Still pushing forwards

A towed Pak-36 deployed to engaged the BTs and immediately hit and destroyed one. Next turn, with the crew pushing it, they changed positons and hit and destroyed another BT. Never has a 37mm gun dealt such damage!
PaK-36 detonates a BT-7. The orchard was swept by MG fire from the Pz-III and buildings opposite.

With the intense fight around the village petering out with about 12 pinned units, my forces still in the tree line kept up some supporting fire with their rifles and DPs, with the infantry gun doing a fine job of keeping the Panzerjager I pinned with constant HE area fire. The T-34 emptied its HE ammo bins doing the same at a HMG-34 team set up and raking heavy fire along the treeline. The T-34 missed 5 times! It turned to AP shells and hit and glanced off the side of a Panzer III! Then, to compound the bad luck, trying to close the range and trusting its mighty frontal armour, it broke down with a grinding of gears and was immobilised. So much for the vaunted new tanks! Out of ammo, can't move.

Still, it didn’t affect the fight for the village. Unpinning as fast as we could (both sides were talking multiple counters for this), the firefight was resumed. A fresh Russian rifle squad assaulted a building and cleared it of an MG team, only for another Kradschutzen squad and MG to wipe them out. My own Maxim Mg was now in place in the church, but it drew a lot of rifle fire and was repeatedly pinned. In the orchard, swept by two MG-34s and tank fire, my two rifle squads and the platoon HQ couldn’t get over the end wall to assault. Only the lieutentent survived from his HQ squad, still shooting back with his pistol. I was suffering for BR. But, so were the Germans, as another MG team was cut apart by BT-7 mg fire and their artillery spotter's radio suddenly packed in, failing for 3 turns to get those 105s firing again, thank you god! No German signals vehicle either, so the game was mercifully free of German arty for several turns as the firefight raged.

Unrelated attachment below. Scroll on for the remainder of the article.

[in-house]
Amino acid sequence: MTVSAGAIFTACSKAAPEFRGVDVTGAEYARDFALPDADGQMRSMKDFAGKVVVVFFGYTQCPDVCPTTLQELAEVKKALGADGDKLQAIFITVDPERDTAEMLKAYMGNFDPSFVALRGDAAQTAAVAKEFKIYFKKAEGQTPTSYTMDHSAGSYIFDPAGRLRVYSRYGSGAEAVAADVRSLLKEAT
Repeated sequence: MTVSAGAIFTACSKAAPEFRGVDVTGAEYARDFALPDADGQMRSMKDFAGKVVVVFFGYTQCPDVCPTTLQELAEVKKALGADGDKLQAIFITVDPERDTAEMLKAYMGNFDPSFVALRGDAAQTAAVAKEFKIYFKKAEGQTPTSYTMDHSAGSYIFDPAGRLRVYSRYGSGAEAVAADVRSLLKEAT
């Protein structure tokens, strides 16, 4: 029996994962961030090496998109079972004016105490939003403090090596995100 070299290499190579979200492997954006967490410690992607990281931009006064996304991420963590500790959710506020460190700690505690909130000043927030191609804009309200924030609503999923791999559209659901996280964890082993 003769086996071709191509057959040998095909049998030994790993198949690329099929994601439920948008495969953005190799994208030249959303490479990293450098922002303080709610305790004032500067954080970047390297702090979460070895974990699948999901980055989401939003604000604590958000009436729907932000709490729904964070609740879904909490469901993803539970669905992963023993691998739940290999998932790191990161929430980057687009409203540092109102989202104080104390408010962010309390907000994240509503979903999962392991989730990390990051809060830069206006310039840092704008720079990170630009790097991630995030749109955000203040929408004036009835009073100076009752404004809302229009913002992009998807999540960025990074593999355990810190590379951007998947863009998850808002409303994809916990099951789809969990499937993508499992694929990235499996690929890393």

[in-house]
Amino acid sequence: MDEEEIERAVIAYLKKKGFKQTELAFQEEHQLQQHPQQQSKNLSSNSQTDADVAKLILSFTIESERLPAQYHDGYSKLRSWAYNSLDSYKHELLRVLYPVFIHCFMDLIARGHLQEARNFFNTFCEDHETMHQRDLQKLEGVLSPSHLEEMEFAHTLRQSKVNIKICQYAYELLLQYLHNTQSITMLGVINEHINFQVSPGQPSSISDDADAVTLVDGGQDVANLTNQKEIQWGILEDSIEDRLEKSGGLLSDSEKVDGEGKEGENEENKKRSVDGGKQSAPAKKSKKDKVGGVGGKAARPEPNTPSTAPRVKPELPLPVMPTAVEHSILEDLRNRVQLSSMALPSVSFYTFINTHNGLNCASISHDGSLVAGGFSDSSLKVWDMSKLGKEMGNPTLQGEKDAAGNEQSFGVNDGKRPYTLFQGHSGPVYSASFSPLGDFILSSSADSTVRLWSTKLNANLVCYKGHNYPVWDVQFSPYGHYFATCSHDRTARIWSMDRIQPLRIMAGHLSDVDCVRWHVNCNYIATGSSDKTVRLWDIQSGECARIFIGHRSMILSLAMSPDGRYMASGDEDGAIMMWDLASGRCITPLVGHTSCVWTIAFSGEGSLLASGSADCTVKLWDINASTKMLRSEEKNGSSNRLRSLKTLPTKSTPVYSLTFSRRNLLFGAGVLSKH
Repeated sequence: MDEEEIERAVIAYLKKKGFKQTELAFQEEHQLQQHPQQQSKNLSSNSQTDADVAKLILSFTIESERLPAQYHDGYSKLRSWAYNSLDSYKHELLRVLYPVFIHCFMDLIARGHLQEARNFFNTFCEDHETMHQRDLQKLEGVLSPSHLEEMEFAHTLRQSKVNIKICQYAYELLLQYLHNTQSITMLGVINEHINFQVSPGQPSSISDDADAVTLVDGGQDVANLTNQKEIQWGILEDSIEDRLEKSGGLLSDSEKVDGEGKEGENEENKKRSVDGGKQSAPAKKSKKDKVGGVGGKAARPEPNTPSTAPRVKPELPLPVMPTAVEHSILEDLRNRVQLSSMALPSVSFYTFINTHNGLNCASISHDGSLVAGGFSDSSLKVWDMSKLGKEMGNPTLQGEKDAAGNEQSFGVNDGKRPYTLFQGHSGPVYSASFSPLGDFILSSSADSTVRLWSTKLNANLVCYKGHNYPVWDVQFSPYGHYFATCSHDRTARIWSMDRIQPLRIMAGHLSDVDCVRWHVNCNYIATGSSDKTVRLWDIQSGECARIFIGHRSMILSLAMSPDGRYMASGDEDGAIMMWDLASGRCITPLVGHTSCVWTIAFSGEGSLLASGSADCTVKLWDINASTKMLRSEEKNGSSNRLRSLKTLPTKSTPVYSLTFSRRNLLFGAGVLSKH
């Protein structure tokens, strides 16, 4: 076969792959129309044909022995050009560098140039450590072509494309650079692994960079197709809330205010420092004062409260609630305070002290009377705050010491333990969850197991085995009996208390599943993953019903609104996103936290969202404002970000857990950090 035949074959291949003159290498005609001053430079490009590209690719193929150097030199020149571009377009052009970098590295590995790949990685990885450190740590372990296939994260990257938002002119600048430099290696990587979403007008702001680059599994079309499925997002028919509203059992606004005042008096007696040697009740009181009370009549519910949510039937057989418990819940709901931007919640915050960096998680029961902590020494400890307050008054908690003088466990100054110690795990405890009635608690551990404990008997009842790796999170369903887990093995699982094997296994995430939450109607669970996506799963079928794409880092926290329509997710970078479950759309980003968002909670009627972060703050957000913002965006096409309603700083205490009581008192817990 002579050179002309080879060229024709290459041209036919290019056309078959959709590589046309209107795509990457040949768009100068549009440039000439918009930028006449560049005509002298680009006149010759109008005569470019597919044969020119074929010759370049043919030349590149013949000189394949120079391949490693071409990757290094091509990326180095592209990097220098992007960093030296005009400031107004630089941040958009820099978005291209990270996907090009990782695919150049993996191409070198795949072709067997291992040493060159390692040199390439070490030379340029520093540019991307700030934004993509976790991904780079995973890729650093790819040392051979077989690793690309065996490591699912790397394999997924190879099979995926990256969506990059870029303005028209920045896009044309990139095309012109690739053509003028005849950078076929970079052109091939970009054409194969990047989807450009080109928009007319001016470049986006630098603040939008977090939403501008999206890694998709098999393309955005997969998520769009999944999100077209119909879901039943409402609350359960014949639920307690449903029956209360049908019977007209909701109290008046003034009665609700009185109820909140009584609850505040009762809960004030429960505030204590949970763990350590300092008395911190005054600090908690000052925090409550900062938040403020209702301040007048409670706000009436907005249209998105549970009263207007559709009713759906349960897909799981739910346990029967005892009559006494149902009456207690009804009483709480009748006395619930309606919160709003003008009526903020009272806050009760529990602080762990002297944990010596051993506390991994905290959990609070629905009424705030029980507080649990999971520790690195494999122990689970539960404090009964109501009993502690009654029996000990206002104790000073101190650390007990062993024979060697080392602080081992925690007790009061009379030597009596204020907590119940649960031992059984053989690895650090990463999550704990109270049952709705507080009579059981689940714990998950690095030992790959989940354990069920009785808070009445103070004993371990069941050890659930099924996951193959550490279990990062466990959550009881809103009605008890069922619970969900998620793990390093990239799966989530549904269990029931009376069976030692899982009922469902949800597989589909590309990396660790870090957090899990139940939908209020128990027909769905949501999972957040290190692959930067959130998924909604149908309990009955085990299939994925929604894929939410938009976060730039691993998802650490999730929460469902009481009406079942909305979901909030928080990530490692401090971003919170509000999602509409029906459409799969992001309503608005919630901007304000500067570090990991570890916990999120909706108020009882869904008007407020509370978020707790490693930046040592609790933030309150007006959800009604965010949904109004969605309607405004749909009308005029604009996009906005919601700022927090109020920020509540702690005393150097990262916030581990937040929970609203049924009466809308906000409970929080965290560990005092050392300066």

Circling the village, the infantry have just fallen back rather than be wiped out by MG fire.

My BTs, unable to get into the vaillge for burning wrecks, circled it and found another Panzer III waiting for them. It ambush fired and unluckily missed twice and a return shot luckily hit and destroyed it (on a 6). All Panzer IIIs were now burning. With no tanks left the Germans withdrew. His BR total of 41 had been reached with a final unlucky 5 counter. The Russians had reach 37 from 39, the narrowest of wins.